A steel dome is hoisted onto the No 1 reactor at Haiyang nuclear power plant in Shandong province in March 2016. [Photo/Xinhua]

With China’s first commercial nuclear heating project expected to provide heat to the entire city of Haiyang, Shandong province, by the end of 2021, the scenario of nuclear powered-heat during winters in northern parts of China along with a reduced reliance on fossil fuels are both likely going forward, insiders said.

Consisting of two AP1000 units capable of heating a total of 700,000 square meters, the pilot project began operating at Haiyang nuclear power plant recently and is expected to eventually provide heating for more than 200 million sq m of housing, said Shandong Nuclear Power Co, a subsidiary of State Power Investment Corp.

The system extracts nonradioactive steam from the secondary circuit of two Haiyang AP1000 units, which is then fed to an offsite heat exchange station to heat water that flows through the municipal heating pipes to residences.

This use of nuclear energy for heating is expected to reduce the burning of 23,200 metric tons of coal annually, cut soot emissions by 222 tons, sulfur dioxide by 382 tons, nitric oxide by 362 tons and of carbon dioxide by 60,000 tons, said the company.

Analysts said compared to traditional thermal sources, nuclear reactors generate heat without carbon emissions and are considered a green replacement for coal-based heat, especially during winter heating seasons.

Wang Shoujun, council president of the Chinese Nuclear Society, said the country’s nuclear sector is entering a new period of development, which has laid a solid foundation for the sector’s secure and efficient development.

The Haiyang plant has a heating system connected to two traditional nuclear power units, making it the first commercial attempt in China to supply heat from traditional nuclear power, said Wei Hanyang, a power market analyst at Bloomberg New Energy.

But it is only the beginning, Wei said. China is undergoing an approval process for a nuclear-based heating plant in Heilongjiang province, which will be the first inland reactor not connected to a power generator.

Both efforts in Shandong and Heilongjiang underscore China’s resolve to decarbonize its energy-intensive heating sector, Wei added.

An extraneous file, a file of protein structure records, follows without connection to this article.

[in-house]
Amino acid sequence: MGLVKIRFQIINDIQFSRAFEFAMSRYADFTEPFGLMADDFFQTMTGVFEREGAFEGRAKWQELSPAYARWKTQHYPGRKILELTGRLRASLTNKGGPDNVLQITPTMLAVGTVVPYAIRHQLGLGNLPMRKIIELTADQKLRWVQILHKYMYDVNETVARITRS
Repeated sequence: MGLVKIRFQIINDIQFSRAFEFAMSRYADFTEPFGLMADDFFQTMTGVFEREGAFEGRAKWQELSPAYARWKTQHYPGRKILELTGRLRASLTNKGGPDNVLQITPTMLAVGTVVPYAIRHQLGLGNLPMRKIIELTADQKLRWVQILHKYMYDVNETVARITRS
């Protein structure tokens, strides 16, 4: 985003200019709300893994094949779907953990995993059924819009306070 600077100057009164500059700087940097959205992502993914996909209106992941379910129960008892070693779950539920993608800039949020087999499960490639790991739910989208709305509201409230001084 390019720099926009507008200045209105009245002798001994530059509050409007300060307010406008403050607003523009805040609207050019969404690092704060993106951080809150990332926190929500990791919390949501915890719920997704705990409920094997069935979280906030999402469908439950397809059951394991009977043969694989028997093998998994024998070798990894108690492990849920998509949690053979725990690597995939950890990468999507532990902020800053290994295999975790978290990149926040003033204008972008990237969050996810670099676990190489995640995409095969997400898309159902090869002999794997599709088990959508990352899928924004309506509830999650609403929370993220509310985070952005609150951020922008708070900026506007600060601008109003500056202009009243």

In addition to SPIC, many other companies are also laying out blueprints for nuclear heating to further replace coal-fired boilers in the country. They are also carrying out a large amount of research and development work on nuclear heating in the country.

China National Nuclear Corp, one of the country’s largest nuclear power companies, has already introduced its low-temperature heating reactor DHR-400 to serve residential customers, and the project has been successfully supplying heat to clients for years.

China General Nuclear Power Corp, the country’s largest nuclear power operator, has also jointly conducted preliminary work on the construction of a nuclear energy heating demonstration project in China with Tsinghua University.

Russia, Switzerland, Sweden and other European nations have all had nuclear-fueled district heating schemes, and heat from nuclear power plants has also been sent to industrial sites in several countries.

However, planning and site selection, land and water use, emergency plans for crisis management as well as public safety concerns all make nuclear heating a lengthy process, and before the technology is implemented on a large scale, mounting public concerns over nuclear safety following the 2011 Fukushima nuclear disaster in Japan must be addressed.

China’s nuclear power plant construction in the coming years is expected to advance steadily and the government is aiming to reduce coal consumption to curb pollution. Therefore, nuclear-based heating alternatives are also likely to be more widely embraced, Wei said.

China has emerged as a top player on the global nuclear power generation stage. It has an advanced nuclear power industry chain including uranium resources exploration, nuclear fuel supply, engineering design and development, engineering supervision, equipment manufacturing, operational maintenance and disposal of radioactive waste.

“More public consultation is needed if nuclear heat is going to be implemented in inland provinces or other ecologically sensitive areas in China,” he said.